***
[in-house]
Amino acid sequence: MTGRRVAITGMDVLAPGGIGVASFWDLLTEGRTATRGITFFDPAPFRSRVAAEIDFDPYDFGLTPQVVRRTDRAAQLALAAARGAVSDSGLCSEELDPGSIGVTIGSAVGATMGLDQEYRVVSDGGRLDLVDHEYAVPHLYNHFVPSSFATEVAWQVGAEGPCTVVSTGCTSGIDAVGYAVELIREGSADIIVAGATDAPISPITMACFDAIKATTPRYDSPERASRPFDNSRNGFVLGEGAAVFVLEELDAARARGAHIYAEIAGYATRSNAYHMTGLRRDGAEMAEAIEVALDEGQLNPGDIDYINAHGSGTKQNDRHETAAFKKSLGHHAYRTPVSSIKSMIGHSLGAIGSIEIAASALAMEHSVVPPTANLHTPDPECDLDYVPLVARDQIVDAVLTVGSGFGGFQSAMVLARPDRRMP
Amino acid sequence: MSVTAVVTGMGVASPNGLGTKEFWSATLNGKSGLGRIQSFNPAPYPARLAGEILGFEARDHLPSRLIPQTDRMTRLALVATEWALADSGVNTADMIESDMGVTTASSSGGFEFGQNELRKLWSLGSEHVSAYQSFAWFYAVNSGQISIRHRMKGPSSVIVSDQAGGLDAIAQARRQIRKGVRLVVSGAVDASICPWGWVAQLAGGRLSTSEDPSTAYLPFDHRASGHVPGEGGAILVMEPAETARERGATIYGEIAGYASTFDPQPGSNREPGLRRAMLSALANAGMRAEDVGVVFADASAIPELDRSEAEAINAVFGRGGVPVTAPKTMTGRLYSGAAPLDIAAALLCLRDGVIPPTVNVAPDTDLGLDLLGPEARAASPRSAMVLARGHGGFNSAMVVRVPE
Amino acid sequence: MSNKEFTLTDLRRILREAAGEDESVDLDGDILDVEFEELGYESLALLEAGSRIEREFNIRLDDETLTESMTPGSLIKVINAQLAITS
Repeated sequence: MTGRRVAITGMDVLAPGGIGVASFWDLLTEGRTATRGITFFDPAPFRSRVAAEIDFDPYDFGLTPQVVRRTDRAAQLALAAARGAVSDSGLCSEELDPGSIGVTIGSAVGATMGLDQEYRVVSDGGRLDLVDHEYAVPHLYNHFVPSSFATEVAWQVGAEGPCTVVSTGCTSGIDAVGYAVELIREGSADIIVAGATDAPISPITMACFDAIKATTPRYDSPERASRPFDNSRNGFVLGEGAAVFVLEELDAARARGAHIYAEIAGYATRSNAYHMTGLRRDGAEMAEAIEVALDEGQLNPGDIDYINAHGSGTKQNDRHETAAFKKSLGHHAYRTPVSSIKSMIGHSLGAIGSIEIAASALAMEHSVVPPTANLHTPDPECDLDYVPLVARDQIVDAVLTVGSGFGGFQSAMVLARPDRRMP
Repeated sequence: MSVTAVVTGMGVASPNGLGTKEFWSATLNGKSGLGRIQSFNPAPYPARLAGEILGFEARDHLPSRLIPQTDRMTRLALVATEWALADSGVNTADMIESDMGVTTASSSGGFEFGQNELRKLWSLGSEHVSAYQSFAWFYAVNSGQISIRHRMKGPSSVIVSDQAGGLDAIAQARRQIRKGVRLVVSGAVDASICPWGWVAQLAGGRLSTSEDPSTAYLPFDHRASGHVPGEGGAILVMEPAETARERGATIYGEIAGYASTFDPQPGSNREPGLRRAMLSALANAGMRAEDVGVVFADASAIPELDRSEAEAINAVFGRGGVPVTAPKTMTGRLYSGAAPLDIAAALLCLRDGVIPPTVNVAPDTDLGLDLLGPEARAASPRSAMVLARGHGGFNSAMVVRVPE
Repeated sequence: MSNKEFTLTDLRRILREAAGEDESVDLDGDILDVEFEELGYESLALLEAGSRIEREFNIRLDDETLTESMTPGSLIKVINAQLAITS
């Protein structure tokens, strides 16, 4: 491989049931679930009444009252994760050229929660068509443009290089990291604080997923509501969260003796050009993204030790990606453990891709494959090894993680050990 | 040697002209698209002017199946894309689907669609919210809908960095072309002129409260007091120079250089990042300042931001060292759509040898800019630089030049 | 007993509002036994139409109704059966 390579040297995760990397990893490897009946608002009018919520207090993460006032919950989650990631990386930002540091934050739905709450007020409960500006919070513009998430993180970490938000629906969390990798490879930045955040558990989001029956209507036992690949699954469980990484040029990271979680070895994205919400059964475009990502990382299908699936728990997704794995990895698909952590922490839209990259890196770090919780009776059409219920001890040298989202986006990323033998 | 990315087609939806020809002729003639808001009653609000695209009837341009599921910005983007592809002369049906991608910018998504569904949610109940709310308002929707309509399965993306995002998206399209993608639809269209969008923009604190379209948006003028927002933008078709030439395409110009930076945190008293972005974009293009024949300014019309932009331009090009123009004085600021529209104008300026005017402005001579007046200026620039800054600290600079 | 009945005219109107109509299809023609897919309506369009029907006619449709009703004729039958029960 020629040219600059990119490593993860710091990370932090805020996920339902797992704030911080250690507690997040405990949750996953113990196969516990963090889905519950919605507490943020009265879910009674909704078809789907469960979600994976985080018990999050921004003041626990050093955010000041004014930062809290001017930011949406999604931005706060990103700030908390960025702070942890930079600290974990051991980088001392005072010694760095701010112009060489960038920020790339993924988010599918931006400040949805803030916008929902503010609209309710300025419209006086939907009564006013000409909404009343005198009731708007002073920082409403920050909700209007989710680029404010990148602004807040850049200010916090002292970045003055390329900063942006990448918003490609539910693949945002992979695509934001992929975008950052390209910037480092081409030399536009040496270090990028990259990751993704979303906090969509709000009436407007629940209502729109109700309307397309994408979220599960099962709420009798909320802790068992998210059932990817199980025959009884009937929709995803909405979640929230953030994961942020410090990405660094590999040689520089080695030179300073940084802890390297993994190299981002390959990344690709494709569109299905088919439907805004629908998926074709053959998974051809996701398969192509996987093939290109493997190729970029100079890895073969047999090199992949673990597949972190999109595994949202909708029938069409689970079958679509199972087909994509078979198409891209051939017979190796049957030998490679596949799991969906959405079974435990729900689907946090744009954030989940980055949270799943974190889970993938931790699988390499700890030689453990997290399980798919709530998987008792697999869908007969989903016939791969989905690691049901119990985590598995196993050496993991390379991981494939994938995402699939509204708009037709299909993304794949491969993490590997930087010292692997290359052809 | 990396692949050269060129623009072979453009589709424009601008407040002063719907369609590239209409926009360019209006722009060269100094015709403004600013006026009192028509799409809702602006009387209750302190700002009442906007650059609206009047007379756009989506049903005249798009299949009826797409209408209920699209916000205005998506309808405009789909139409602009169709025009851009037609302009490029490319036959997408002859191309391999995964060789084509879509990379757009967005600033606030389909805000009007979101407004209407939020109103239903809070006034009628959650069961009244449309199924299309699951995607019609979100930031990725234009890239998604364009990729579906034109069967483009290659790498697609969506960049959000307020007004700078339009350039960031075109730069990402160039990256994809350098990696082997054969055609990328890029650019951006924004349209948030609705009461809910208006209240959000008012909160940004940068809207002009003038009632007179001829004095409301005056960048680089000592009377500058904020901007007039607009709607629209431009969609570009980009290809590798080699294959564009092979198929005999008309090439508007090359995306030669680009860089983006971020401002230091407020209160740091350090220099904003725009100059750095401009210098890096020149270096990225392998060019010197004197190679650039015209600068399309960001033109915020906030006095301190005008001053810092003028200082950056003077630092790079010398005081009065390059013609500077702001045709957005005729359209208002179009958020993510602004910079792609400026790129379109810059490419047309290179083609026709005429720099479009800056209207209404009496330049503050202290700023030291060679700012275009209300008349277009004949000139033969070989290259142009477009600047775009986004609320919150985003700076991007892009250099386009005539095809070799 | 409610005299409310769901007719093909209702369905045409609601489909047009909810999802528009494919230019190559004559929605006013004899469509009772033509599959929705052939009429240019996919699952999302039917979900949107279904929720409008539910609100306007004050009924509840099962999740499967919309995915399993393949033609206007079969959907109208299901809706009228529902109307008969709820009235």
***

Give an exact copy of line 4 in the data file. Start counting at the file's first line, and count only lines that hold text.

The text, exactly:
Amino acid sequence: MSNKEFTLTDLRRILREAAGEDESVDLDGDILDVEFEELGYESLALLEAGSRIEREFNIRLDDETLTESMTPGSLIKVINAQLAITS